NASHVILLE — Economists are projecting that Tennessee government likely will see another large budget surplus in the current fiscal year and healthy revenue growth in the next.
Members of the Tennessee State Funding Board were presented the estimates Friday as the officials prepare to recommend tax-and-fee growth parameters to guide Gov. Bill Haslam and state lawmakers when dealing with the remainder of the current fiscal year and fashioning the upcoming 2016-2017 budget.
The most optimistic projections for Tennessee's current-year general fund, which pays for most government operations like education and TennCare, came from economist Robert Currey with the General Assembly's Fiscal Review Committee.
Currey estimates this year's surplus would be $422 million for the fiscal year that will end June 30, 2016. It's already more than halfway there, with administration officials announcing later in the day Friday that the general fund already is running $210 million over projections in just the first three months of this fiscal year.
Bill Fox with the University of Tennessee's Center for Business and Economic Research pegged the surplus at $370 million. And, relying on economists in the department he runs, state Revenue Commissioner Richard Roberts projected a $340 million surplus.
But when it comes to estimating revenues for the 2016-2017 budget that goes into effect this coming July 1, Roberts had the most optimistic outlook. He's projecting $525 million in new revenue based on a 4.81 percent growth rates in taxes, fees and other collections.
That compares with Currey's $428 million estimate, based on 3.89 percent growth.
Fox's estimate is $376 million, based on 3.44 percent growth.
The funding board is comprised of the state comptroller, treasurer, secretary of state and a representative of the governor, Finance Commissioner Larry Martin. The commissioner was absent from Friday's meeting.
Next week the panel is scheduled to announce its own projections.
Comptroller Justin Wilson later told reporters that, although estimates "do look positive," he is "not as optimistic as some of the presenters were."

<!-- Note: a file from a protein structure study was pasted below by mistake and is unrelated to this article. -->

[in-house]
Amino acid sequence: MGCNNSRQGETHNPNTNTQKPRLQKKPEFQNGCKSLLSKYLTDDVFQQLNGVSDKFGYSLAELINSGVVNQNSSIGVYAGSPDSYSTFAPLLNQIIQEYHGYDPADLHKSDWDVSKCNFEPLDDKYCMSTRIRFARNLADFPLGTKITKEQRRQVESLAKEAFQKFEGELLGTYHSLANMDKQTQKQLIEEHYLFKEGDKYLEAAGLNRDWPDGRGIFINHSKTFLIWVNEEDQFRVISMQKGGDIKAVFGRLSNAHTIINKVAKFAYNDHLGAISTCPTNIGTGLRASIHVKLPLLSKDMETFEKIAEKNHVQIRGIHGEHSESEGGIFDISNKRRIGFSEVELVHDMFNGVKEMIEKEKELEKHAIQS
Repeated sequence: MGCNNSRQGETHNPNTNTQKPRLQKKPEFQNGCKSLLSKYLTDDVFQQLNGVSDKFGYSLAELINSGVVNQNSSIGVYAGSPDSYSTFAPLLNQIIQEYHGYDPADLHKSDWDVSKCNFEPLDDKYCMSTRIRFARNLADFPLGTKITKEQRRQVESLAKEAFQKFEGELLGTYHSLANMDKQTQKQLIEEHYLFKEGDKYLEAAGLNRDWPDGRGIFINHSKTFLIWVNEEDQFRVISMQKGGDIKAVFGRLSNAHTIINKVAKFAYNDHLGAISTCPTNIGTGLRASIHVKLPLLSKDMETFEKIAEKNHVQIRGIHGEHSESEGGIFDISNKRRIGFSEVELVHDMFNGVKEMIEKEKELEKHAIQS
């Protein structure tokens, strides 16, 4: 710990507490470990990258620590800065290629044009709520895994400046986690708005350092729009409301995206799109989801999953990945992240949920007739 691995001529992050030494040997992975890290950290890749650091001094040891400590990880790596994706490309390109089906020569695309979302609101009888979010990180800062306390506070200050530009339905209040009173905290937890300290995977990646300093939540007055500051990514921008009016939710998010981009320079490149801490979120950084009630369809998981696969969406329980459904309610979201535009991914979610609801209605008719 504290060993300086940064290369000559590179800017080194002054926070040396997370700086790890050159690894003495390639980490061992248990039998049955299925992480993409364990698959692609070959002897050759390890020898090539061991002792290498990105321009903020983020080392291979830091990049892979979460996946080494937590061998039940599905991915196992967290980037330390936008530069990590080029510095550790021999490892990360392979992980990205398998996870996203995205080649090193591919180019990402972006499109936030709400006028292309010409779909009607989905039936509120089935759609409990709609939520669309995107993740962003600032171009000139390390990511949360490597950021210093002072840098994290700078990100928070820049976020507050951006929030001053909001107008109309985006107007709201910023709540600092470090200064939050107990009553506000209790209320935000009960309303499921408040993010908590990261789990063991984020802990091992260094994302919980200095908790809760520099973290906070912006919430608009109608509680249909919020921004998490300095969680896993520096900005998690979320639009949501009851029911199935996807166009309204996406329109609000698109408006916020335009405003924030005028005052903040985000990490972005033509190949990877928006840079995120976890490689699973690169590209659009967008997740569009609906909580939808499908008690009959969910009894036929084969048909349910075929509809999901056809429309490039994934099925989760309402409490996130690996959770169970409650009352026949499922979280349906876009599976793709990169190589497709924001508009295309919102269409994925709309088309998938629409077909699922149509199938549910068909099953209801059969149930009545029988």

"We got through a process and have to analyze and consider what they say. Our goal is to try to hit the number. It's just as bad to overestimate as it is to underestimate it."
Secretary of State Tre Hargett said he will have to go and "study a little more" as the four funding board members seek a consensus.
"I think somebody used the word 'cautiously' optimistic," he said. "We just try to be realistic.
"We'd rather be pleasantly surprised this time next year or during the legislative session than having the shock value of having overestimated revenues," he added.
Lawmakers already are announcing plans on how to spend one-time surpluses from the fiscal year that ended last June 30, as well as new revenues. The list includes repaying money taken by previous administrations from the transportation fund and reducing or eliminating the state's Hall Income Tax on stock dividends and bond interest.
Haslam, a Republican, noted that annual cost increases in education, TennCare and other programs easily gobble up $300 million or more. He has resisted eliminating cuts to the Hall Income Tax, but acceded to chipping away at it by lifting caps on income exempt from the 6 percent tax.
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